“Examples of every minute's instance" are, I believe, examples which every minute supplies, which every minute presses on our notice. STEEVENS.
4 Not to break peace,] “ He took nothing in hand against the king's peace, but that whatsoever he did, tended rather to advance the peace and quiet of the commonwealth.” Archbishop's speech in Holinshed. Steevens.
Of forg'd rebellion with a seal divine,
Arch. My brother general, the commonwealth,
s And consecrate commotion's BITTER EDGE ?] It was an old custom, continued from the time of the first croisades, for the Pope to consecrate the general's sword, which was employed in the service of the church. To this custom the line in question alludes. WARBURTON.
"- commotion's bitter edge?” i. e. the edge of bitter strife and commotion; the sword of rebellion. So, in a subsequent scene :
“ That the united vessel of their blood, ".
“ The vessel of their united blood.” Malone.
I make my quarrel in particular.] The sense is this
In the first folio the second line is omitted, yet that reading,
“My quarrel general, the commonwealth,
“ I make my quarrel in particular."
“ The Archbishop who bears hard
West. There is no need of any such redress;
MowB. Why not to him, in part; and to us all,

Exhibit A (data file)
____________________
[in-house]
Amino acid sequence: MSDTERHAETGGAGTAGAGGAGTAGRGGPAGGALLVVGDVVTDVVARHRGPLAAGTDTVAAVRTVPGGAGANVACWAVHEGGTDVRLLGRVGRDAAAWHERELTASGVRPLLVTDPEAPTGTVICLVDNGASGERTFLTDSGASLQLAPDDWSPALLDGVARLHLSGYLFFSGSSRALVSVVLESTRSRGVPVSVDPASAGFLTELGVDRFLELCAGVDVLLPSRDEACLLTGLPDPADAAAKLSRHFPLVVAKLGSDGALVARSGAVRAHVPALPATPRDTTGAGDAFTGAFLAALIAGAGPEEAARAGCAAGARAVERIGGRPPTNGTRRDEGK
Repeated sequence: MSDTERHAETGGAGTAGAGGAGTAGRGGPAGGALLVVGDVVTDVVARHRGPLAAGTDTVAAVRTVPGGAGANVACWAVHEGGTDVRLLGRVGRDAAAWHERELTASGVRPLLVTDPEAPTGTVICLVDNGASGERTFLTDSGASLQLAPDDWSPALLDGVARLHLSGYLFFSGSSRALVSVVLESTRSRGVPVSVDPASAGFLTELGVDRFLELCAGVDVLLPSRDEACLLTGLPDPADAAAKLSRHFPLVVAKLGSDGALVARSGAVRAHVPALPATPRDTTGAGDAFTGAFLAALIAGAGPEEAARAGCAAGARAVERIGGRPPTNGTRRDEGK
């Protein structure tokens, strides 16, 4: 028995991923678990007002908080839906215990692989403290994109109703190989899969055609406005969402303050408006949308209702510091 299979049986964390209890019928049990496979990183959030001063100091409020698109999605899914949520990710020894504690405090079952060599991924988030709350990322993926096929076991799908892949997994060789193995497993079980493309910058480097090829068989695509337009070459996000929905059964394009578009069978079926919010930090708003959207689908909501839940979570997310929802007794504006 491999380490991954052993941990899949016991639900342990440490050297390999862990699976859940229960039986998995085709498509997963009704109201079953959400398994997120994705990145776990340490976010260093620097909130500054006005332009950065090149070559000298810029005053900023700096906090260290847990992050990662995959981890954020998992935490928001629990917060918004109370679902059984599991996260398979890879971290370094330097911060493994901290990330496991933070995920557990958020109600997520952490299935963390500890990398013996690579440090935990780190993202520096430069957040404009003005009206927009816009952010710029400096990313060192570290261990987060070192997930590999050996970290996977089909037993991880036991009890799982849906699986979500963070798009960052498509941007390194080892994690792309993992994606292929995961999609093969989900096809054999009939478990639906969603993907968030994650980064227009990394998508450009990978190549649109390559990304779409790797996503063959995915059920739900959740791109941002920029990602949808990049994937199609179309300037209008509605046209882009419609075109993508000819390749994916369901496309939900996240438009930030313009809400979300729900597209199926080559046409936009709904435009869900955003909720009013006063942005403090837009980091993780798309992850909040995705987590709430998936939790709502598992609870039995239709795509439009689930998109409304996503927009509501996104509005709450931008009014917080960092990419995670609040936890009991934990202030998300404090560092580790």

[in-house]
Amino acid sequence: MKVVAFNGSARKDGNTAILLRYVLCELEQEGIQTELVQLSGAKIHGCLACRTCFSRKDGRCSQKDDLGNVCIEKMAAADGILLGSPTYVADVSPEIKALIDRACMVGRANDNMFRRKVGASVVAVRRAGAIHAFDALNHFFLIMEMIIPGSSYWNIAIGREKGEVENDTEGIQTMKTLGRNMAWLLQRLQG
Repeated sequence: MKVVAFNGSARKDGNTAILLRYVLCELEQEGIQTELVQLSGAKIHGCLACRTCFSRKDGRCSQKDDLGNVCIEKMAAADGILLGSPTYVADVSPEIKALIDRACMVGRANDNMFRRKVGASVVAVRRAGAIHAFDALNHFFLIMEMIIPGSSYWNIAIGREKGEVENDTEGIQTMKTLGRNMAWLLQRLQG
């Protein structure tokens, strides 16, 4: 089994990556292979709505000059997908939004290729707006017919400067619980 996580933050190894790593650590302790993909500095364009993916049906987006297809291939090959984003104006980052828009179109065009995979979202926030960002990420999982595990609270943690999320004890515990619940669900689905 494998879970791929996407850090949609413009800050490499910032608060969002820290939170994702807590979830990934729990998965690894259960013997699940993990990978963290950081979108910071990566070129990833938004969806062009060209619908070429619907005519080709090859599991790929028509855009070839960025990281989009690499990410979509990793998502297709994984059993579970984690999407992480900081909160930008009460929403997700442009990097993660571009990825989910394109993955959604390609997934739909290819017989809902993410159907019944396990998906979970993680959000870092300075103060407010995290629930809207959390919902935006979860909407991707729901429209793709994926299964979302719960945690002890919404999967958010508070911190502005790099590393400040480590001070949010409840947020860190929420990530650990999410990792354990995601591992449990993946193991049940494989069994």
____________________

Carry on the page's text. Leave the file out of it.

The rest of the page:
O my good lord Mowbray’,
Perhaps the meaning is—“My brother-general, who is joined here with me in command, makes the commonwealth his quarrel, i. e. has taken up arms on account of publick grievances ; a particular injury done to my own brother, is my ground of quarrel." I have, however, very little confidence in this interpretation. I have supposed the word general a substantive; but probably it is used as an adjective, and the meaning may be, I consider the wrongs done to the commonwealth, the common brother of us all, and the particular and domestick cruelty exercised against my natural brother, as a sufficient ground for taking up arms. If the former be the true interpretation, perhaps a semicolon should be placed after commonwealth. The word born in the subsequent line [“ To brother born"] seems strongly to countenance the supposition that general in the present line is an epithet applied to brother, and not a substantive.
In that which is apparently the first of the two quartos, the second line is found; but is omitted in the other, and the folio. I suspect that a line has been lost following the word commonwealth : the sense of which was—" is the general ground of our taking up arms."
This supposition renders the whole passage so clear, that I am now decidedly of opinion that a line has been lost. “My general brother, the commonwealth, is the general ground of our taking up arms; a wrong of a domestic nature, namely the cruelty shewn to my natural brother, is my particular ground for engaging in this war." Malone,
It is now become certain that there are three varieties of the quarto editions, 1600, of this play. They are all before me, and in two of them (only one of which contains the additional scene at the beginning of the third Act) the second line, pointed out by Mr. Malone, is wanting. Steevens.
It is wanting in Mr. Malone's copy of the quarto B. Boswell.
9 O my good lord Mowbray, &c.] The thirty-seven lines following are not in the quarto. MALONE.
& Construe the times to their necessities,] That is, -Judge of